Our annual trip up to northern Wisconsin was wonderful as usual. Most of my dad's side of the extended family were there--- grandparents, aunts, uncles, cousins and their spouses plus 10 great-grand kids. I think there were about 30 total but we missed those who were not able to make it. It was so peaceful to be surrounded by the sights, sounds and smells of nature once again.
Before making the trip up north--- into the woods, cabins, lake, nature and bugs--- I was at home reading an email about Scott's and my mind was catapulted into thought of the sereneness I was about to enter, then back to the thought of life here at home. Sitting on the porch, taking in my surroundings--- the trees, chirps, smells of freshness, enjoying the words of my book with long, leisurely cups of coffee--- I thought, 'how much better could it get? This is all I need."
Yes, this is true, but once up there it became clear once more that the heart can become constricted in city life. And mine had indeed been tightening over time. Each noise, task, to-do list, jam packed day, stressor and 'ping', adding another constricting band around the heart. Each little task taking me further away from the moment, from myself, from thinking about the important things in life, from wholeness.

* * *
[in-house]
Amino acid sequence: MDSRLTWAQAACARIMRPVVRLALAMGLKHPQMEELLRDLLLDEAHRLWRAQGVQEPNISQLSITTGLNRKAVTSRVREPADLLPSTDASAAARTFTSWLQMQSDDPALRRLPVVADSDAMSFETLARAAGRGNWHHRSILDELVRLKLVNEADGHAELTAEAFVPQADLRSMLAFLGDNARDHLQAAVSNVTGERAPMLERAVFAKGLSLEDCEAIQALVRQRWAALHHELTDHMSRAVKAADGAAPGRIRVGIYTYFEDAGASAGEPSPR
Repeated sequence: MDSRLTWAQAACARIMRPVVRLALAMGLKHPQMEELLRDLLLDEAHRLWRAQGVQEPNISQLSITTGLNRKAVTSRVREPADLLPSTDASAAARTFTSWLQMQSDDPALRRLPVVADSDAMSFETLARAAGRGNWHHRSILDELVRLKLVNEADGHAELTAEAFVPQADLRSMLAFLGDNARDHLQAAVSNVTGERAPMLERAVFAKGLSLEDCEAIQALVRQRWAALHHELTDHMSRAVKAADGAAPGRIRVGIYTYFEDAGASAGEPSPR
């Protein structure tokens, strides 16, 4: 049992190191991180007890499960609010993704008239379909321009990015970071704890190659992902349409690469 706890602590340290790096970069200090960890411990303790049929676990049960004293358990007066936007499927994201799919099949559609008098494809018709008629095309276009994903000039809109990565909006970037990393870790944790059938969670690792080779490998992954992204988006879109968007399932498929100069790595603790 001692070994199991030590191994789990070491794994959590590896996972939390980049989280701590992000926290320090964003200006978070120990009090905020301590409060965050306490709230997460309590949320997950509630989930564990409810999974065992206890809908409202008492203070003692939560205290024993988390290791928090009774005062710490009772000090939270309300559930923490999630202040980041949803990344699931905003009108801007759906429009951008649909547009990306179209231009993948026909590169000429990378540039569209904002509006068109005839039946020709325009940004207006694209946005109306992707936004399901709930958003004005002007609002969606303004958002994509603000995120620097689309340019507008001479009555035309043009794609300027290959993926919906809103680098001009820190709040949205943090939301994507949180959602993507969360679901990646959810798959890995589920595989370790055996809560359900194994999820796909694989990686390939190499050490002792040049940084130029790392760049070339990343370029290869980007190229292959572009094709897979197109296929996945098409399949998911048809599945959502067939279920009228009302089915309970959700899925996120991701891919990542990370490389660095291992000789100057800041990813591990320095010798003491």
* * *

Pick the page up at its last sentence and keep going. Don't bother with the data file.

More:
Like vines of ivy wrapping around an old brick building--- the rushing, the noise, the interruptions--- wrapping themselves, constricting the life around and within me. Sneakily, with each 'ping' and notification, taking me hostage. And also like ivy, the only solution to loosen the grip is to cut away at each branch. So as my phone reached the point of no service for the week, my first thought was "I didn't even get to say good bye" turning to "I can do this" then quickly settling on "good riddance".